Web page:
Last winter we saw the likes of Scott Borthwick and Mark Stoneman depart Durham for Surrey. This season Angus Robson went on trial with Sussex whilst some mid-season transfers have tasted a little bitter. Tom Kohler-Cadmore agreed to depart Worcestershire for Yorkshire and though it wasn’t supposed to happen until next season, it was clear that Worcestershire had no interest in fielding TK-C when his future lay elsewhere and so the deal was brought forward.

Meanwhile one-time England squad member Mark Footitt has returned to Nottinghamshire from Surrey. He has also previously represented Derbyshire.

Former England cap Ajmal Shahzad must be one of the most serial county swappers. He can now list Yorkshire, Lancashire, Nottinghamshire, Sussex and Leicestershire as county teams for whom he has represented their first XIs.

Dominic Sibley, Will Rhodes and Adam Hose have all headed to Warwickshire while Rikki Clarke swapped with Sibley to go back to Surrey. Sibley wanted guarantees about batting in the top three in all forms of the game. Surrey’s Alec Stewart wouldn’t provide but Ashley Giles would and so Sibley arrived amid bitter frustration on Surrey’s part.

Jos Buttler of course moved from Somerset to Lancashire whilst my home county, Yorkshire, have acquired many players from other counties in recent years:

Gary Ballance (Derbyshire)

Jack Brooks (Northamptonshire)

Andrew Hodd (Sussex)

Tom Kohler-Cadmore (Worcestershire)

Liam Plunkett (Durham)

Ryan Sidebottom (Returned from Nottinghamshire)

David Willey (Northamptonshire)

Players such as six-hitter Ross Whiteley and England Lions spinner Ollie Rayner are among others to have migrated at one time or another during their playing days.

The midseason activity this term, complete with more than subtle hints of acrimony and contract squabbles seem to be taking the game of bat and ball firmly into football territory.

Should mid-season transfers be allowed at all?

Should loans be allowed?

Should squads have a maximum number of players like the Premier League?

Returning to Angus Robson, he was released by Leicestershire because they wanted play youngster Harry Dearden. After Dearden failed to set the County Championship alight he was firstly replaced by Arun Harinath who had arrived on loan from Surrey before another loanee, Michael Carberry arrived at Grace Road too. In a funny way, the domestic circuit is becoming like the England team with counties failing to invest in players and deciding it’s necessary to pinch from the competition… and don’t get me started on Hampshire! I’ve touched upon their South African acquisitions before and the effect it will have on local talent.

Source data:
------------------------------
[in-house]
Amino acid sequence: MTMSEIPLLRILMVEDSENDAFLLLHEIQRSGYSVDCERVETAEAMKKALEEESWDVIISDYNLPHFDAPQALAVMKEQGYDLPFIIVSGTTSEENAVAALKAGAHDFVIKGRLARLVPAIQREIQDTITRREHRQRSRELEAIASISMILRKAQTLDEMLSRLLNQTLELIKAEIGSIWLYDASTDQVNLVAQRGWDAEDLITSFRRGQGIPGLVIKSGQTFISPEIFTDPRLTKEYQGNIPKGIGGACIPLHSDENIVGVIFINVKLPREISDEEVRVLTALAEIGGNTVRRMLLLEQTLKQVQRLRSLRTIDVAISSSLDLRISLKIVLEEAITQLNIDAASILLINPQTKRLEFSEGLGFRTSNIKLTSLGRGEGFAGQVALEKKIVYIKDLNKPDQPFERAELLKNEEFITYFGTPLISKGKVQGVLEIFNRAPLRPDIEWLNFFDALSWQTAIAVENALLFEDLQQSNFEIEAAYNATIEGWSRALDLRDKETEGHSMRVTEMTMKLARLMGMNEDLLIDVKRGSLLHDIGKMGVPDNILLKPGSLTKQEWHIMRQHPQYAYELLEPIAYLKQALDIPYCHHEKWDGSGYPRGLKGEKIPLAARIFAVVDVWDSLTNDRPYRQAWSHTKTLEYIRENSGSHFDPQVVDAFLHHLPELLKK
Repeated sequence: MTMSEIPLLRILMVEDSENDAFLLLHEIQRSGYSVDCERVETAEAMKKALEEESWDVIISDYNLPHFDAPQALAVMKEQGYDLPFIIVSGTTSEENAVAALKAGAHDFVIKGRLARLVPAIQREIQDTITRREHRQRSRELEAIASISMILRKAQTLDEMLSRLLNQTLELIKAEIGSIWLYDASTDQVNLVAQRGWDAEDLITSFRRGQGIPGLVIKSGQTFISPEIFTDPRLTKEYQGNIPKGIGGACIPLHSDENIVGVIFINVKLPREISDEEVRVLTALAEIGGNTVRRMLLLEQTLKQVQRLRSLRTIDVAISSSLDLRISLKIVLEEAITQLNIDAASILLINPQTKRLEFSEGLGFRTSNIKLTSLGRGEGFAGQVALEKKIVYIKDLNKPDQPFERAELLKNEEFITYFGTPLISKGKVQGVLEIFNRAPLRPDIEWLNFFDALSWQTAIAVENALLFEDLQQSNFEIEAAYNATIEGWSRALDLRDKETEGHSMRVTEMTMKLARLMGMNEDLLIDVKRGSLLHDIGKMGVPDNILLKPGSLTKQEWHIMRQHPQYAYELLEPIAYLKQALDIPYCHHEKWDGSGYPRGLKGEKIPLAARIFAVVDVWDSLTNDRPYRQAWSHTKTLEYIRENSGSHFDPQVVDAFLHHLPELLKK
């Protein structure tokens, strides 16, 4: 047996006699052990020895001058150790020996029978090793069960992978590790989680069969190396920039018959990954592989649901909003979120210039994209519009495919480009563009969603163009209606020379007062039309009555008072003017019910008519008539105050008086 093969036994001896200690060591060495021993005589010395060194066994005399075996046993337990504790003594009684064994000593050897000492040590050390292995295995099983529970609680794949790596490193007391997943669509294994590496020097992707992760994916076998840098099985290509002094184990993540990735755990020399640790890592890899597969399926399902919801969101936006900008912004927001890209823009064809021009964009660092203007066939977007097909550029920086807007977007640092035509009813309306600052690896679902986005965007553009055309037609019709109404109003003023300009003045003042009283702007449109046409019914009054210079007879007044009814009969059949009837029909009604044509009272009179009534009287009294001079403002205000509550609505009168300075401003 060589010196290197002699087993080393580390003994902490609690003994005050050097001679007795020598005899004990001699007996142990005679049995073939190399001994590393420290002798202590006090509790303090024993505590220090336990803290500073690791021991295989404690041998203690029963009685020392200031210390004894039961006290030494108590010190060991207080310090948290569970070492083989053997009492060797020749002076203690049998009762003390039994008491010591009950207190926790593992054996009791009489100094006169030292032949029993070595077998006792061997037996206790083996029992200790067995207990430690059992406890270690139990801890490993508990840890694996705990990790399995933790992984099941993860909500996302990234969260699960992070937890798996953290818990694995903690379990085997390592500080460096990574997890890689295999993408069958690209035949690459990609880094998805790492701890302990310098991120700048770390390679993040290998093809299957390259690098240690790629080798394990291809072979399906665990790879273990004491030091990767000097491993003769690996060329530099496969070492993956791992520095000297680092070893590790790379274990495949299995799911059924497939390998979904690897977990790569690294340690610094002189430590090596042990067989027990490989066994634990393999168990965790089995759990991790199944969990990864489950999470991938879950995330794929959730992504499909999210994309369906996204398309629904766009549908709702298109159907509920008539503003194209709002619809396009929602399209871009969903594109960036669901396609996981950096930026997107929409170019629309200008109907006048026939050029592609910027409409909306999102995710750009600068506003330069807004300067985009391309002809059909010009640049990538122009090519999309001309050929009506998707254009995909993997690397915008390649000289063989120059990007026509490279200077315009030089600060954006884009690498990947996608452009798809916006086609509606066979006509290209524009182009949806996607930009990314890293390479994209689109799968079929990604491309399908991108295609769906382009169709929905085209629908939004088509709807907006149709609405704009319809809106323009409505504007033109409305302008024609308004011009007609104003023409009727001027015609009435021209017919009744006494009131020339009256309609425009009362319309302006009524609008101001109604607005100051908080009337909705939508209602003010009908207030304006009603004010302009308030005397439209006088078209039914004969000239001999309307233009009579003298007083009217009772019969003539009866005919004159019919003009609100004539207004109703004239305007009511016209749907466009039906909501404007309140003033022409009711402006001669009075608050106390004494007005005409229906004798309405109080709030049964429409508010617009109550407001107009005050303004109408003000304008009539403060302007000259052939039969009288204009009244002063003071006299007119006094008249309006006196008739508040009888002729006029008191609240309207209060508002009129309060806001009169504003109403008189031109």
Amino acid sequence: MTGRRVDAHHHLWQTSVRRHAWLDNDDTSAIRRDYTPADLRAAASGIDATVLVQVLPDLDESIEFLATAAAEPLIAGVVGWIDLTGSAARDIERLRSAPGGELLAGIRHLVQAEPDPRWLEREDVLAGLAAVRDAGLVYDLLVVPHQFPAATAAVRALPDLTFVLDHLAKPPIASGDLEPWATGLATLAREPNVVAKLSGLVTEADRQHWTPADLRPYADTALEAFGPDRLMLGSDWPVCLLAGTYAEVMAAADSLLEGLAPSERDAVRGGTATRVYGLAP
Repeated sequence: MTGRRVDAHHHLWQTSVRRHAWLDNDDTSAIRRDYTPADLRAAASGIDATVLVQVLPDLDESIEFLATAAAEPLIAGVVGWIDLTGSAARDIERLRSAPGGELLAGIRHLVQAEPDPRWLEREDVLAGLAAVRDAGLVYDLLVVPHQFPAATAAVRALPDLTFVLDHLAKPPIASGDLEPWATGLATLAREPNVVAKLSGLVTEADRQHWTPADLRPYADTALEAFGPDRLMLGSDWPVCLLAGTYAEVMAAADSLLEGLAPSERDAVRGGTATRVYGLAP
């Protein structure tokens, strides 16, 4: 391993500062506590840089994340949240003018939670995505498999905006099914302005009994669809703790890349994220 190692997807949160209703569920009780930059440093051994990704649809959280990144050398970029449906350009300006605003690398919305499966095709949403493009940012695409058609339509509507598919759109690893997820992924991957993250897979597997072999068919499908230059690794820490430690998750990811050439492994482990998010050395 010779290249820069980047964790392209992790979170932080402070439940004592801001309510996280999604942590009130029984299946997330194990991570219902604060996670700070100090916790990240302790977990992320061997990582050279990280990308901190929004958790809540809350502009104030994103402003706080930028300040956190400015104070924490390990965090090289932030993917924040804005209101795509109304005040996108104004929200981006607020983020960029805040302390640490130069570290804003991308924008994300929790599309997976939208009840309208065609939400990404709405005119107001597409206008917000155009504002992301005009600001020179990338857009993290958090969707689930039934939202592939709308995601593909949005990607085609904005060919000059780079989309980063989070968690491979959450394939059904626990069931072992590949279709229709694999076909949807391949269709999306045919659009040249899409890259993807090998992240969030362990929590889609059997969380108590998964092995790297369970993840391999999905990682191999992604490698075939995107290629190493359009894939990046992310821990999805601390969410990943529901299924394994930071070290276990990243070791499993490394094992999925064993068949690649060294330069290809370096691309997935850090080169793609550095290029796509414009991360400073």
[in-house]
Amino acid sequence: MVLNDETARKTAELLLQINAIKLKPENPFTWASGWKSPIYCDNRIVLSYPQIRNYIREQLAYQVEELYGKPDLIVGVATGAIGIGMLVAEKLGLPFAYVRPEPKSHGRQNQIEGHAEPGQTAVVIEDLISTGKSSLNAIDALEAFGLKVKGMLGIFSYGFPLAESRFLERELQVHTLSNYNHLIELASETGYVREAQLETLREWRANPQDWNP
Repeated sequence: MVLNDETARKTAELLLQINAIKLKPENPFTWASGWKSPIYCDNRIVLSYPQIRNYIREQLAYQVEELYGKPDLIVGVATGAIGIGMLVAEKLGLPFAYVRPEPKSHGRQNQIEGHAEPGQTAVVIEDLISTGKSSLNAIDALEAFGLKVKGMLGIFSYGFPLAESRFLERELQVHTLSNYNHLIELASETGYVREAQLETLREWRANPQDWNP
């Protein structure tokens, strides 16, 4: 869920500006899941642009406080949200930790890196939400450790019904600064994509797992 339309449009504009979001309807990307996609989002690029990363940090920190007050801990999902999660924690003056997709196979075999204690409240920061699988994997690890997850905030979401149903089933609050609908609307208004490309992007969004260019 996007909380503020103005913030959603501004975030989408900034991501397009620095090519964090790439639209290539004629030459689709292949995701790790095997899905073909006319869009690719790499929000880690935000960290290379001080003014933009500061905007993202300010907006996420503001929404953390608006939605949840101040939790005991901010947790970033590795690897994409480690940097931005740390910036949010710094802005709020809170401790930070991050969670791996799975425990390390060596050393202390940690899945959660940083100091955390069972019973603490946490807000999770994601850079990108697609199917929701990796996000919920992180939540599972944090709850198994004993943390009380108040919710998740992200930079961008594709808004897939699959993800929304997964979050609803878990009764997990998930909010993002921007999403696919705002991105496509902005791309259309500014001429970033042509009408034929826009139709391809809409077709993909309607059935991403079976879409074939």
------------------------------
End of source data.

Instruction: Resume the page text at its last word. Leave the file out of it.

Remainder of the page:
This is the point in the article where I’m supposed to provide some sort of summary but I’ll leave it to the cricket followers of the world to make of it what you will…?

… and who could forget Monty Panesar’s transfer sagas? (Errrr… Me!)

Steve James: The Art of Centuries Book Review

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I’d like to think that I’ve provided two pretty decent (Honest, thoughtful and reasonably professional) book reviews on this blog so far.

https://sillypointcricketsite.wordpress.com/2016/11/20/tim-brooks-cricket-on-the-continent-book-review/

https://sillypointcricketsite.wordpress.com/2016/10/20/jonathan-trott-unguarded-my-autobiography-book-review/

This won’t be one of them!

Any professional cricketer and one that represented England at that, who is happy to reveal that he got out deliberately, if he ever was in my estimation, tumbles to the bottom of it. Maybe I’ll be accused of being naive and possibly I’m being harsh on James. If what he meant was that he thought the batsman still to come in after him could score quicker than he could, so he then attempted to hit every ball for six and mostly was dismissed to the very next delivery then fine. But if he is genuinely saying that he lobbed a catch to the fielder at will or allowed the ball to hit the stumps then for me that is a big difference.

There’s the odd brag which Glamorgan stalwart James apologises for but after five or six occasions the brag can drag. To be fair, a batsman writing about batting is obviously going to refer to his own efforts. 15,890 First Class runs at an average of 40.63 including 47 centuries and 58 half-centuries (That’s an extremely, extremely good conversion rate!) with a top score of 309 not out suggests that James was unlucky to play only two Tests for England. On Test debut however he allowed Alec Stewart to talk him into wearing extra protection that he wouldn’t normally. You would have thought that an experienced professional (31 at the time) would have known better. James advises that he felt “uncomfortable” and was soon dismissed.

You’d think that Matthew Maynard (87 Test runs @ 10.87) was the greatest batsman in the history of the game judging by the way James waxes lyrical though obviously if you think about it a professional and primarily domestic cricketer will see a lot of his teammates play but probably not actually see a lot of other cricket, not during the summer months anyway and they would obviously see even the best players less often. For the record, Maynard has 24,799 First Class runs at 42.53 and this is mightily impressive.

In the words of Jason Gillespie “Look” and in my own words, this isn’t the worst book in the world, it’s just that James didn’t quite grab my affection the way that some writers have done in the past.

James has an excellent half-century to century conversion rate in First Class cricket but that’s not the case with his score here. Silly Point provides James’ The Art of Centuries with an innings score of…

62

In my previous book reviews I think that both scores were not out. That’s not the case with James. He was dismissed, possibly by his own design!

I’m also not sure how this book will help me turn my career best 47 into 100. If I ever do record a century then I’ll come back and add a few runs to James’ 62!